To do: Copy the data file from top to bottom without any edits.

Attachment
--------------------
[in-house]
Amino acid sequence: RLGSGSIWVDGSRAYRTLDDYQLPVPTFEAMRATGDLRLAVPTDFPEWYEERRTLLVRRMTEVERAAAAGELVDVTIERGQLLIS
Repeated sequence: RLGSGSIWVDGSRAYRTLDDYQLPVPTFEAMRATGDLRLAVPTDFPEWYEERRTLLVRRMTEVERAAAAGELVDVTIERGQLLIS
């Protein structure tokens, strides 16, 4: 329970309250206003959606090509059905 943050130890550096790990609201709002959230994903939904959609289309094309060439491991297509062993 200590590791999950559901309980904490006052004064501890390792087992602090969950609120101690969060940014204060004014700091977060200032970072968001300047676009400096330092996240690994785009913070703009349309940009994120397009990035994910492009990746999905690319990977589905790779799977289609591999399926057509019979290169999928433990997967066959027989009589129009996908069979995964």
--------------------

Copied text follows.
[in-house]
Amino acid sequence: RLGSGSIWVDGSRAYRTLDDYQLPVPTFEAMRATGDLRLAVPTDFPEWYEERRTLLVRRMTEVERAAAAGELVDVTIERGQLLIS
Repeated sequence: RLGSGSIWVDGSRAYRTLDDYQLPVPTFEAMRATGDLRLAVPTDFPEWYEERRTLLVRRMTEVERAAAAGELVDVTIERGQLLIS
């Protein structure tokens, strides 16, 4: 329970309250206003959606090509059905 943050130890550096790990609201709002959230994903939904959609289309094309060439491991297509062993 200590590791999950559901309980904490006052004064501890390792087992602090969950609120101690969060940014204060004014700091977060200032970072968001300047676009400096330092996240690994785009913070703009349309940009994120397009990035994910492009990746999905690319990977589905790779799977289609591999399926057509019979290169999928433990997967066959027989009589129009996908069979995964």